Twenty two years ago, my parents took us out of school for the spring so we could travel around some of the more vineyardy European countries, seeing the sights and the lights and on one memorable occasion, undergoing plights.
After several days touring the very nice Nice and experiencing all that Cannes can offer, we head east along the coast to visit Genoa, birth city of transatlantic explorer Giovanni Caboto, whose ship The Matthew touched down in 1497 on our home island of Newfoundland.
My father is driving, the dusk sky is already making the roads difficult to read, and Google Maps is merely a twinkling in the Rasmussens’s Danish eyes. A straight shot should get us there, but the highways morph into each other and we are quickly lost. Dad is not as prideful as the American fathers from tropey sitcoms, so we ask for directions somewhere in southern Italy. A southern Italian comes to our aid with a pointing index finger and a single word: “Ventimiglia!”
Twenty miles? Dad figured it was still a few hours away, but we must have run into a warp zone somewhere along the French Riviera. We drive for another twenty-five miles in the pointed direction and still no signs appear for Genoa or its variant of Genova. We stop another English-less couple walking down the highway. Again, assured pointing in the same direction and another “Ventimiglia!”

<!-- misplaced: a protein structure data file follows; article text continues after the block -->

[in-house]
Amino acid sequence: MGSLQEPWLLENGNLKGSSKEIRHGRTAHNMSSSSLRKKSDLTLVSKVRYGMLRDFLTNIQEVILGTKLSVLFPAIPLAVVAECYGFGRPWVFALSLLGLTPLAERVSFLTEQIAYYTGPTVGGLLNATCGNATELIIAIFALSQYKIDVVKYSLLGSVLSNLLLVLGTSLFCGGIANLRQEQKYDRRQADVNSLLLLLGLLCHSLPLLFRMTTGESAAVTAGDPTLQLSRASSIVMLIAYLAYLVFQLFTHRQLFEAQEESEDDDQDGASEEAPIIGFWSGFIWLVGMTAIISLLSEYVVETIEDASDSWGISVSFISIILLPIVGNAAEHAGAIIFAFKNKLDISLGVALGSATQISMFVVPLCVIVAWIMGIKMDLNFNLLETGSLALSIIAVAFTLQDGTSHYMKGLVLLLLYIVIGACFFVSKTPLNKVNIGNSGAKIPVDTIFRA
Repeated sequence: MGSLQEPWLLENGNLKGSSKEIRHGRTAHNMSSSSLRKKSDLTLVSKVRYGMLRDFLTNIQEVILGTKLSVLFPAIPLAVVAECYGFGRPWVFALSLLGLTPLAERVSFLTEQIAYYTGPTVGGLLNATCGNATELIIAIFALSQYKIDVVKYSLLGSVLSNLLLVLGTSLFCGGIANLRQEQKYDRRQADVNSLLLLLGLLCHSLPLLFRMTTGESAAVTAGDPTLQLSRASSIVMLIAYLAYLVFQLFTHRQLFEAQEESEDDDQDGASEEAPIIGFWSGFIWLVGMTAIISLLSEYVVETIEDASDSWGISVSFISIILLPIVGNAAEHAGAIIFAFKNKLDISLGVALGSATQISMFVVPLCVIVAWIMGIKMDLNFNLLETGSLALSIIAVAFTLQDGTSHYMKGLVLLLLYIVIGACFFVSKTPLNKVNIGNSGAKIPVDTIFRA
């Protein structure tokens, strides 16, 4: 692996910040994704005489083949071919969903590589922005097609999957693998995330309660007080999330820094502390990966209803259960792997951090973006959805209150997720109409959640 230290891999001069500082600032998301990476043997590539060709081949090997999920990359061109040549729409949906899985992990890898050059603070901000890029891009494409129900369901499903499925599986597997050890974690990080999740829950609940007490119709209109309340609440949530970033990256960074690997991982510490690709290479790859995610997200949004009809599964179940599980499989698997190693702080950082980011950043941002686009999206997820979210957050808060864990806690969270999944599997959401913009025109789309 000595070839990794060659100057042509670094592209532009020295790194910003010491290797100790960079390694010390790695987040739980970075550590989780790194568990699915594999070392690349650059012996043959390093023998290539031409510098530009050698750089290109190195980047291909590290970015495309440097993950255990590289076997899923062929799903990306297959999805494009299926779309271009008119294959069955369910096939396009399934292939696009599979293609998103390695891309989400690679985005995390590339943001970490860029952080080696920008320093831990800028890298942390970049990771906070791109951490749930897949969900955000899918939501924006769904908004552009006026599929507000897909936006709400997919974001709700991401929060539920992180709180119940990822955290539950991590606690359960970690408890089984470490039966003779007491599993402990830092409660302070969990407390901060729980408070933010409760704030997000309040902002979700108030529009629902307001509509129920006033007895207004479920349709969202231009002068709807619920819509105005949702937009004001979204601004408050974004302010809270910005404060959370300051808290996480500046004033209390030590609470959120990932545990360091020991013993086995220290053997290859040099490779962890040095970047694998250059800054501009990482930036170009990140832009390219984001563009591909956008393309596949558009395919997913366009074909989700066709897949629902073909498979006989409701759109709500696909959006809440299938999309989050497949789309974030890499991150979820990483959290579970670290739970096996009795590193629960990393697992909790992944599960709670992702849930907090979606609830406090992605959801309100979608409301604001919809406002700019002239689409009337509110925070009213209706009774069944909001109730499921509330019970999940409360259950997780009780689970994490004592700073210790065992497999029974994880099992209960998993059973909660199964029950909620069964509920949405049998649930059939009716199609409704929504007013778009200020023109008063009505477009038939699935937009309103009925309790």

The above-mentioned portal may have put us in a continuous feedback loop, but with little alternative, we drive another twenty signless miles. A woman outside a gas station is smoking in a way that makes my ten-year-old brain want to pick up the habit. We pull over and ask her how to get to Genoa. It quickly becomes evident that she is a prostitute and, even looking into a car full of a wayward Canadian family, she still tries to make a sale. She’s denied, but amidst a gibbering rant centred around wasting her time, she repeats to us what is now undoubted a glitch in a pre-Matrix matrix. “VENTIMIGLIA!!!”
Screeching away, we continue on in silence as if this twenty miles has to get us to where we’re headed. Still, there is no signage and no indication we will ever sleep outside of this car again. An hour later, with all nervous laughter subsided and dejecting crying exhausted, we arrive in Genoa to little fanfare. We begin our hunt for a place to stay, but all we see are Formule 1s, which we assume are mechanic shops. With nowhere else to turn, Dad accedes to dropping a pile of money dollars on a room in a swanky hotel that’s right in front of us.
Later, after finding an English speaker we find out Formule 1s are low-budget accommodations, which would have been perfect for us low-budget accommodators. Seconds later, after finding out we’ll be going back to France the next day, the woman happens to bring up the best way to get there. “It may not be the fastest route, but the most beautiful ride follows the coast, along the highway Ventimiglia.”